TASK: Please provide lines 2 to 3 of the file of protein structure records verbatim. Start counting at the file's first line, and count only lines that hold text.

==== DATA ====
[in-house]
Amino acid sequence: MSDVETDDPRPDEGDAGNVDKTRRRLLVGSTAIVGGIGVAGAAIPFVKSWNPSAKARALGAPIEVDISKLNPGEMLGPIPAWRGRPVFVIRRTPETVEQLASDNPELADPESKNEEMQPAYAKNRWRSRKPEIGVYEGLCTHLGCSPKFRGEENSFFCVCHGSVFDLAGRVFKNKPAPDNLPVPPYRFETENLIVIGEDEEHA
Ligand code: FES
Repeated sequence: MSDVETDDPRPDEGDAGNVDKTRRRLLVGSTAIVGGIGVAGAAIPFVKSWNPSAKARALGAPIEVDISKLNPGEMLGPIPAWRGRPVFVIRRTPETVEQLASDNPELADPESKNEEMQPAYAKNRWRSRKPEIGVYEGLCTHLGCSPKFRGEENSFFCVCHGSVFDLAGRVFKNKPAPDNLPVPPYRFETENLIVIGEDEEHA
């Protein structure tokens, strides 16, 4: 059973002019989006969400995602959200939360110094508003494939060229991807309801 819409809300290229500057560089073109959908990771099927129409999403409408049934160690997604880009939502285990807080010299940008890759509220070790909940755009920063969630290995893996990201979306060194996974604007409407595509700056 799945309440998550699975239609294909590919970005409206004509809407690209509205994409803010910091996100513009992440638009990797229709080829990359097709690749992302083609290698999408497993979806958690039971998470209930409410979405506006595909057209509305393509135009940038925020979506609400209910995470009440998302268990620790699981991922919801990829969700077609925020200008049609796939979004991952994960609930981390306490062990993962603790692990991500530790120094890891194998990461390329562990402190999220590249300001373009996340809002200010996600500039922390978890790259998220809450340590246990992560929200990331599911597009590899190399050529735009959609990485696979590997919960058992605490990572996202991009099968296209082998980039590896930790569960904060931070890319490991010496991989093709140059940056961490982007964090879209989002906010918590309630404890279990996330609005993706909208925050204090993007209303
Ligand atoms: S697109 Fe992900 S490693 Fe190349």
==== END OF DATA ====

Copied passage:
Amino acid sequence: MSDVETDDPRPDEGDAGNVDKTRRRLLVGSTAIVGGIGVAGAAIPFVKSWNPSAKARALGAPIEVDISKLNPGEMLGPIPAWRGRPVFVIRRTPETVEQLASDNPELADPESKNEEMQPAYAKNRWRSRKPEIGVYEGLCTHLGCSPKFRGEENSFFCVCHGSVFDLAGRVFKNKPAPDNLPVPPYRFETENLIVIGEDEEHA
Ligand code: FES